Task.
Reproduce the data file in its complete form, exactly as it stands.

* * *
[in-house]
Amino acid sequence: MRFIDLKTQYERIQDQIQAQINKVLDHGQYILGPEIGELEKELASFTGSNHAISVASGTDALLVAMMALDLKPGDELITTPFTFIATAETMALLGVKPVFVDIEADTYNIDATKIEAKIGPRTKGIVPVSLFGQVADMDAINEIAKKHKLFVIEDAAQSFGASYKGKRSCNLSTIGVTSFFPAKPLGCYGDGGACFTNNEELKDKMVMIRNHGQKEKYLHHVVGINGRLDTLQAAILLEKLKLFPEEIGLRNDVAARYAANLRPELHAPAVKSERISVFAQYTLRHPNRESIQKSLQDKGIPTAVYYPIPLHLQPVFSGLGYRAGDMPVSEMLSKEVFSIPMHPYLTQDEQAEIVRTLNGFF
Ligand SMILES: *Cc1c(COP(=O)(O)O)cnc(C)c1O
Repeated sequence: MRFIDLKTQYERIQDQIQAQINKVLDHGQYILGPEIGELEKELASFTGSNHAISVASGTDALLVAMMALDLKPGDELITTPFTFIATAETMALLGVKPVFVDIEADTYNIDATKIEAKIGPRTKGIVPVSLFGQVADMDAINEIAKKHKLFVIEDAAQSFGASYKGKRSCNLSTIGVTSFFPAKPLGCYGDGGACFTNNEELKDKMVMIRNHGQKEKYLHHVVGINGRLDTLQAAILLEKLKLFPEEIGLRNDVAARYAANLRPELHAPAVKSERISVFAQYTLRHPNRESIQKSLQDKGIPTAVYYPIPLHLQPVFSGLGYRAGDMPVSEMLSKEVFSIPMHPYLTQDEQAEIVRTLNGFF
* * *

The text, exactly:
[in-house]
Amino acid sequence: MRFIDLKTQYERIQDQIQAQINKVLDHGQYILGPEIGELEKELASFTGSNHAISVASGTDALLVAMMALDLKPGDELITTPFTFIATAETMALLGVKPVFVDIEADTYNIDATKIEAKIGPRTKGIVPVSLFGQVADMDAINEIAKKHKLFVIEDAAQSFGASYKGKRSCNLSTIGVTSFFPAKPLGCYGDGGACFTNNEELKDKMVMIRNHGQKEKYLHHVVGINGRLDTLQAAILLEKLKLFPEEIGLRNDVAARYAANLRPELHAPAVKSERISVFAQYTLRHPNRESIQKSLQDKGIPTAVYYPIPLHLQPVFSGLGYRAGDMPVSEMLSKEVFSIPMHPYLTQDEQAEIVRTLNGFF
Ligand SMILES: *Cc1c(COP(=O)(O)O)cnc(C)c1O
Repeated sequence: MRFIDLKTQYERIQDQIQAQINKVLDHGQYILGPEIGELEKELASFTGSNHAISVASGTDALLVAMMALDLKPGDELITTPFTFIATAETMALLGVKPVFVDIEADTYNIDATKIEAKIGPRTKGIVPVSLFGQVADMDAINEIAKKHKLFVIEDAAQSFGASYKGKRSCNLSTIGVTSFFPAKPLGCYGDGGACFTNNEELKDKMVMIRNHGQKEKYLHHVVGINGRLDTLQAAILLEKLKLFPEEIGLRNDVAARYAANLRPELHAPAVKSERISVFAQYTLRHPNRESIQKSLQDKGIPTAVYYPIPLHLQPVFSGLGYRAGDMPVSEMLSKEVFSIPMHPYLTQDEQAEIVRTLNGFF